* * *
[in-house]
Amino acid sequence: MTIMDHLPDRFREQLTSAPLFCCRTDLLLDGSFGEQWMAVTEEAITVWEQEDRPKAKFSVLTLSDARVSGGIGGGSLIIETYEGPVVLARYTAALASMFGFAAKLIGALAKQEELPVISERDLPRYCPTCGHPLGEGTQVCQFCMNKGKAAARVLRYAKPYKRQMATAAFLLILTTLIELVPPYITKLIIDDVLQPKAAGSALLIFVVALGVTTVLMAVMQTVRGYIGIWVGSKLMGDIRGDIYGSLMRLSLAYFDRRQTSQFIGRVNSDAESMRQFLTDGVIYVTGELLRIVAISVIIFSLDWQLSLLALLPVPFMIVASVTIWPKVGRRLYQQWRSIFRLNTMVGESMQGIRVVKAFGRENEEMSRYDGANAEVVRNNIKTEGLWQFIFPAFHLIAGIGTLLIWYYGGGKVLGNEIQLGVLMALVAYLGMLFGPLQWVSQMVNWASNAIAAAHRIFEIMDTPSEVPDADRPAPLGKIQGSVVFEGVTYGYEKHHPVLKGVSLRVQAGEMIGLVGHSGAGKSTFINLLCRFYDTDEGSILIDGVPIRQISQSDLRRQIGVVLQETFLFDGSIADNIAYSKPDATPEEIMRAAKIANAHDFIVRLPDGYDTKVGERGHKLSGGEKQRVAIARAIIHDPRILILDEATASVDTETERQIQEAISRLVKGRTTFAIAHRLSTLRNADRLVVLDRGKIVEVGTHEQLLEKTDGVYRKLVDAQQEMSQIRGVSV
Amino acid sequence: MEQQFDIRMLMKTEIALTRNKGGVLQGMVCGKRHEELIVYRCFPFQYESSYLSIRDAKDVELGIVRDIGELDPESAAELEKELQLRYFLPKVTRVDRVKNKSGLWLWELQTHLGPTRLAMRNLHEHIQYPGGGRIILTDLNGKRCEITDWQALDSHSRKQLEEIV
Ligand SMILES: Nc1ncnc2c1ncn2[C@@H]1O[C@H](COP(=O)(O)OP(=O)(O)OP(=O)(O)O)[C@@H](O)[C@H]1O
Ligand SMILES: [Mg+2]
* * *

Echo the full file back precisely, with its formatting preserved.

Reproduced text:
[in-house]
Amino acid sequence: MTIMDHLPDRFREQLTSAPLFCCRTDLLLDGSFGEQWMAVTEEAITVWEQEDRPKAKFSVLTLSDARVSGGIGGGSLIIETYEGPVVLARYTAALASMFGFAAKLIGALAKQEELPVISERDLPRYCPTCGHPLGEGTQVCQFCMNKGKAAARVLRYAKPYKRQMATAAFLLILTTLIELVPPYITKLIIDDVLQPKAAGSALLIFVVALGVTTVLMAVMQTVRGYIGIWVGSKLMGDIRGDIYGSLMRLSLAYFDRRQTSQFIGRVNSDAESMRQFLTDGVIYVTGELLRIVAISVIIFSLDWQLSLLALLPVPFMIVASVTIWPKVGRRLYQQWRSIFRLNTMVGESMQGIRVVKAFGRENEEMSRYDGANAEVVRNNIKTEGLWQFIFPAFHLIAGIGTLLIWYYGGGKVLGNEIQLGVLMALVAYLGMLFGPLQWVSQMVNWASNAIAAAHRIFEIMDTPSEVPDADRPAPLGKIQGSVVFEGVTYGYEKHHPVLKGVSLRVQAGEMIGLVGHSGAGKSTFINLLCRFYDTDEGSILIDGVPIRQISQSDLRRQIGVVLQETFLFDGSIADNIAYSKPDATPEEIMRAAKIANAHDFIVRLPDGYDTKVGERGHKLSGGEKQRVAIARAIIHDPRILILDEATASVDTETERQIQEAISRLVKGRTTFAIAHRLSTLRNADRLVVLDRGKIVEVGTHEQLLEKTDGVYRKLVDAQQEMSQIRGVSV
Amino acid sequence: MEQQFDIRMLMKTEIALTRNKGGVLQGMVCGKRHEELIVYRCFPFQYESSYLSIRDAKDVELGIVRDIGELDPESAAELEKELQLRYFLPKVTRVDRVKNKSGLWLWELQTHLGPTRLAMRNLHEHIQYPGGGRIILTDLNGKRCEITDWQALDSHSRKQLEEIV
Ligand SMILES: Nc1ncnc2c1ncn2[C@@H]1O[C@H](COP(=O)(O)OP(=O)(O)OP(=O)(O)O)[C@@H](O)[C@H]1O
Ligand SMILES: [Mg+2]